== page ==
Fargo, North Dakota, USA
April 29, 2011
Stephen Baenziger became a scientist out of the idealistic hope of helping to feed the world. Thirty-five years on, that idealism still drives him, though it's leavened with a certain reality about humanity.
Steve Baenziger, Eugene Price Distringuished Professor in the Department of Agronomy
and Horticulture, examines a wheat plant in an East Campus greenhouse. (Source: Craig Chandler, UNL)
Baenziger, the Eugene Price Distinguished Professor in the Department of Agronomy and Horticulture, recently received the University of Nebraska's Outstanding Research and Creative Activity Award. In 25 years at UNL, Baenziger has developed an international reputation as a wheat breeder whose research is helping to feed more people and improve lives in Nebraska and around the world.
He's doing pretty much what he decided in high school he wanted to do. Born in Toronto, Baenziger grew up near Chicago, in Des Plaines, Ill.
"I was always interested in science and math. I was born in 1951, and when I was 10, Kennedy said we were going to go to the moon," Baenziger recalled. "It looked like science was almost limitless in what it could do."
"When I got to high school, I started reading about what problems were facing humanity. And one of them was feeding the world," he said.
At the time, warnings of a "population bomb" that could lead to mass starvation were common, and Baenziger first set his sights on majoring in human nutrition at Harvard. Along the way, though, he encountered some excellent plant professors, "and I decided it made more sense to go into feeding the world working on the supply side, you might say."
So began what became Baenziger's life work: developing high quality grains with improved nutritional value. After getting his bachelor’s in biochemical sciences at Harvard, he went on to get master’s and doctorate’s, both in plant breeding and genetics, at Purdue University.
After Purdue, he ended up at the U.S. Department of Agriculture for eight years, working on germplasm improvements in wheat and barley. Then he moved to Monsanto, drawn by the looming promise of biotechnology. After three years at Monsanto, Baenziger was hired at UNL to lead the university's already internationally known wheat breeding program. Baenziger rarely misses an opportunity to praise his predecessor, John Schmidt, for his stewardship of the program.
"I already knew the University of Nebraska's wheat breeding program was one of the best in the world," Baenziger said.
Its sterling reputation has continued under Baenziger's leadership. In the last five years alone, Baenziger has released six new wheat cultivars. In all, Nebraska-developed cultivars account for 65% of Nebraska's wheat acres. His germplasm resources have been used to develop numerous wheat cultivars in other Great Plains states as well.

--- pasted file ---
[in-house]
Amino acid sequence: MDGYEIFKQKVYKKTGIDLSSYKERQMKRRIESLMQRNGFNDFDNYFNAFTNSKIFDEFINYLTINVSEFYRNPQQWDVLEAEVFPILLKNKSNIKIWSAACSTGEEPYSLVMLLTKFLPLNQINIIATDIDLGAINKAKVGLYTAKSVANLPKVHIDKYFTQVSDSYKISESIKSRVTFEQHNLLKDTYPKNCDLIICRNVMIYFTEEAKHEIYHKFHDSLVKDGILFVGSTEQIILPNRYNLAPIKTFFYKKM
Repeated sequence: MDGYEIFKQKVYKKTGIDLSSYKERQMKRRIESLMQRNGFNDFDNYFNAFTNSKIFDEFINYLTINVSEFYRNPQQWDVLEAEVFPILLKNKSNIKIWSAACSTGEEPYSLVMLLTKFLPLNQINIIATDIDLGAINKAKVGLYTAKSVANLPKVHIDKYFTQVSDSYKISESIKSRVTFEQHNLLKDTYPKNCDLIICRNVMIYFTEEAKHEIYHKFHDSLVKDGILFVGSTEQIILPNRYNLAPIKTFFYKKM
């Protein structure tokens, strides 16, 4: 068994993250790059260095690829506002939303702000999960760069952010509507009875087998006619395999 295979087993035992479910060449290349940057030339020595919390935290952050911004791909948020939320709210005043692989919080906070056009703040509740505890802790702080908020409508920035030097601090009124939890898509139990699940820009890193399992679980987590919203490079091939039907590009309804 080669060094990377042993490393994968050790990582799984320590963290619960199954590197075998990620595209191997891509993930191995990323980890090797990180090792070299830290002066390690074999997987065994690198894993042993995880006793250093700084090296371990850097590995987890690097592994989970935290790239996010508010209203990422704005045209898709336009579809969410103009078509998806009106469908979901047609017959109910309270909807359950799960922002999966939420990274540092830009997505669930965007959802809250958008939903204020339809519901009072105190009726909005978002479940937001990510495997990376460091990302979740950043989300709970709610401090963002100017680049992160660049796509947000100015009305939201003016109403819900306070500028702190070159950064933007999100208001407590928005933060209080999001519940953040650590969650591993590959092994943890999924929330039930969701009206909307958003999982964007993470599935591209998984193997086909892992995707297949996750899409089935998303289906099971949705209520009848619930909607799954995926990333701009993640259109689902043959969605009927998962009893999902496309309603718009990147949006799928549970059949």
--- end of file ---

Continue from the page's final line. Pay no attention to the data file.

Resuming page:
Like so many in his field, Baenziger considers himself a disciple of Norman Borlaug, Nobel Prize winner who's considered the founder of the Green Revolution that at one time seemed to have solved the world's hunger problem. Borlaug knew better.
"Borlaug said, 'don't be mistaken. What we've done is bought time for 30 years. At the end of 30 years we’re going to have to do it all over again, Baenziger said.
"Norm was exactly right," though off by about five or 10 years, Baenziger said.
Today, though, the question is not "can we feed the world?," Baenziger said. It's "Do we care enough to feed the world?"
"Quite frankly we could feed the world today with the production we have. We choose not to," he added.
"I started full of idealism and optimism to feed the world," Baenziger reflected. "My goal now is should the world ever decide that we want to feed the world, we’re going to have the technological capability to do it.
"I can breed great wheat varieties and I can teach great students that can go out and do wonderful things, but I can't change the human spirit.
Still, Baenziger remains optimistic. He enjoys working with colleagues, producers, the industry and students. He likes to quote Confucius: "Find a job you love and you'll never work a day in your life."
"I started working at 24 years old, I've now got 35 years in. I've probably worked fewer than 10 days."
Baenziger is particularly excited about the "unbridled opportunities" facing today's students. He draws on another favorite quote, from Ralph Waldo Emerson: "When duty whispers low, 'Thou must,' the youth replies, 'I can.'"
"That's the optimism I have when I see these students today. They're just amazing."
Last December, Baenziger, 59, was named the inaugural holder of the Bayer CropScience AG-funded Nebraska Wheat Growers Presidential Chair. It’s part of a new agreement between Bayer and NUTech Ventures that funds UNL research and education programs.
by Dan Moser, IANR News Service